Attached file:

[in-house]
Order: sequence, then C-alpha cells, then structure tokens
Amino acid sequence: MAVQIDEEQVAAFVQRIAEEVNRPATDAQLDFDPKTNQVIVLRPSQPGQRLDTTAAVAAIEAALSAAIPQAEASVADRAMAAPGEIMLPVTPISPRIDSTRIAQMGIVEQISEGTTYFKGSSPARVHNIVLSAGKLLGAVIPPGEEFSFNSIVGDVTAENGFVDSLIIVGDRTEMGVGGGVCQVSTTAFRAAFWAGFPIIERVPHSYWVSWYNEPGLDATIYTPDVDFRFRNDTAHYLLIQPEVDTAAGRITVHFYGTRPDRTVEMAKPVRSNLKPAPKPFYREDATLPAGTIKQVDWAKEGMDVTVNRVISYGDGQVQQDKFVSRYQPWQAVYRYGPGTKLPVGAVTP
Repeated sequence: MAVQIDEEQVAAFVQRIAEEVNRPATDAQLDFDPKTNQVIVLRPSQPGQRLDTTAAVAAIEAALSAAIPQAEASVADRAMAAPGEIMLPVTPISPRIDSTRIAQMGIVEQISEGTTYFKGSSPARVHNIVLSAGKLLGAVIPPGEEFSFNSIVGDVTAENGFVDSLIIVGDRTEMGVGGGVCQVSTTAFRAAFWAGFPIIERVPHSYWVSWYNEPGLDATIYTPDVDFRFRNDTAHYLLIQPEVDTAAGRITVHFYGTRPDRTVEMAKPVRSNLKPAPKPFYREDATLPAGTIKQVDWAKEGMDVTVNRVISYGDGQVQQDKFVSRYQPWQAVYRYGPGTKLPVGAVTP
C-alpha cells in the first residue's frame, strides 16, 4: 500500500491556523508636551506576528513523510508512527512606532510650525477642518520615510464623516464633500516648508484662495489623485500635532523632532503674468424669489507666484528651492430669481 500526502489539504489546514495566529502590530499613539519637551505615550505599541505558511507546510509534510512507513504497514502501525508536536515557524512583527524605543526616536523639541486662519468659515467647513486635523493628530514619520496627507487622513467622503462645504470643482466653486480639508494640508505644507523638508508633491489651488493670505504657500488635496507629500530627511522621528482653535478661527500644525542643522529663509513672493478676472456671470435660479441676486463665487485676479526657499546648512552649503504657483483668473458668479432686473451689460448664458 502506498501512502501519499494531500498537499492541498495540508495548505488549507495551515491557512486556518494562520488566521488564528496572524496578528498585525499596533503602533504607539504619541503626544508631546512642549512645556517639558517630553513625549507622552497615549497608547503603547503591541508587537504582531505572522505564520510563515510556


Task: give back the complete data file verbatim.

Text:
[in-house]
Order: sequence, then C-alpha cells, then structure tokens
Amino acid sequence: MAVQIDEEQVAAFVQRIAEEVNRPATDAQLDFDPKTNQVIVLRPSQPGQRLDTTAAVAAIEAALSAAIPQAEASVADRAMAAPGEIMLPVTPISPRIDSTRIAQMGIVEQISEGTTYFKGSSPARVHNIVLSAGKLLGAVIPPGEEFSFNSIVGDVTAENGFVDSLIIVGDRTEMGVGGGVCQVSTTAFRAAFWAGFPIIERVPHSYWVSWYNEPGLDATIYTPDVDFRFRNDTAHYLLIQPEVDTAAGRITVHFYGTRPDRTVEMAKPVRSNLKPAPKPFYREDATLPAGTIKQVDWAKEGMDVTVNRVISYGDGQVQQDKFVSRYQPWQAVYRYGPGTKLPVGAVTP
Repeated sequence: MAVQIDEEQVAAFVQRIAEEVNRPATDAQLDFDPKTNQVIVLRPSQPGQRLDTTAAVAAIEAALSAAIPQAEASVADRAMAAPGEIMLPVTPISPRIDSTRIAQMGIVEQISEGTTYFKGSSPARVHNIVLSAGKLLGAVIPPGEEFSFNSIVGDVTAENGFVDSLIIVGDRTEMGVGGGVCQVSTTAFRAAFWAGFPIIERVPHSYWVSWYNEPGLDATIYTPDVDFRFRNDTAHYLLIQPEVDTAAGRITVHFYGTRPDRTVEMAKPVRSNLKPAPKPFYREDATLPAGTIKQVDWAKEGMDVTVNRVISYGDGQVQQDKFVSRYQPWQAVYRYGPGTKLPVGAVTP
C-alpha cells in the first residue's frame, strides 16, 4: 500500500491556523508636551506576528513523510508512527512606532510650525477642518520615510464623516464633500516648508484662495489623485500635532523632532503674468424669489507666484528651492430669481 500526502489539504489546514495566529502590530499613539519637551505615550505599541505558511507546510509534510512507513504497514502501525508536536515557524512583527524605543526616536523639541486662519468659515467647513486635523493628530514619520496627507487622513467622503462645504470643482466653486480639508494640508505644507523638508508633491489651488493670505504657500488635496507629500530627511522621528482653535478661527500644525542643522529663509513672493478676472456671470435660479441676486463665487485676479526657499546648512552649503504657483483668473458668479432686473451689460448664458 502506498501512502501519499494531500498537499492541498495540508495548505488549507495551515491557512486556518494562520488566521488564528496572524496578528498585525499596533503602533504607539504619541503626544508631546512642549512645556517639558517630553513625549507622552497615549497608547503603547503591541508587537504582531505572522505564520510563515510556